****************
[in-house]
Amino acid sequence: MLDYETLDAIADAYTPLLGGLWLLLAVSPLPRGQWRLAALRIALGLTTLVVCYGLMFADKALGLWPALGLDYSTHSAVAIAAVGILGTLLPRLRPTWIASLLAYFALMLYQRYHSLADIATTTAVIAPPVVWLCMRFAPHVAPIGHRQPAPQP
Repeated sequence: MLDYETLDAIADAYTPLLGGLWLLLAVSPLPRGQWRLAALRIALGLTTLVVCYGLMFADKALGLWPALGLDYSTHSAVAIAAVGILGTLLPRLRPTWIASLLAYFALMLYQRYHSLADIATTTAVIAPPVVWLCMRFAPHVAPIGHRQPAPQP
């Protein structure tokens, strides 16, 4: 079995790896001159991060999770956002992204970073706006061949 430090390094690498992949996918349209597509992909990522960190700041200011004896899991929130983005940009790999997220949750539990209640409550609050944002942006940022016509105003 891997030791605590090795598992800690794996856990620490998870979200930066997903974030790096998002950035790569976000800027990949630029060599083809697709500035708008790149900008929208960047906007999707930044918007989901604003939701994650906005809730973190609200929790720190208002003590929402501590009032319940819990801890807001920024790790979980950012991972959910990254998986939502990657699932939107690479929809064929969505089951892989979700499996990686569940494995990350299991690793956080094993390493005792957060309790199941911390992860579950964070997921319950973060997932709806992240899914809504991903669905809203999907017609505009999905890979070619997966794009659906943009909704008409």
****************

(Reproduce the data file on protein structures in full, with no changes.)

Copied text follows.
[in-house]
Amino acid sequence: MLDYETLDAIADAYTPLLGGLWLLLAVSPLPRGQWRLAALRIALGLTTLVVCYGLMFADKALGLWPALGLDYSTHSAVAIAAVGILGTLLPRLRPTWIASLLAYFALMLYQRYHSLADIATTTAVIAPPVVWLCMRFAPHVAPIGHRQPAPQP
Repeated sequence: MLDYETLDAIADAYTPLLGGLWLLLAVSPLPRGQWRLAALRIALGLTTLVVCYGLMFADKALGLWPALGLDYSTHSAVAIAAVGILGTLLPRLRPTWIASLLAYFALMLYQRYHSLADIATTTAVIAPPVVWLCMRFAPHVAPIGHRQPAPQP
């Protein structure tokens, strides 16, 4: 079995790896001159991060999770956002992204970073706006061949 430090390094690498992949996918349209597509992909990522960190700041200011004896899991929130983005940009790999997220949750539990209640409550609050944002942006940022016509105003 891997030791605590090795598992800690794996856990620490998870979200930066997903974030790096998002950035790569976000800027990949630029060599083809697709500035708008790149900008929208960047906007999707930044918007989901604003939701994650906005809730973190609200929790720190208002003590929402501590009032319940819990801890807001920024790790979980950012991972959910990254998986939502990657699932939107690479929809064929969505089951892989979700499996990686569940494995990350299991690793956080094993390493005792957060309790199941911390992860579950964070997921319950973060997932709806992240899914809504991903669905809203999907017609505009999905890979070619997966794009659906943009909704008409």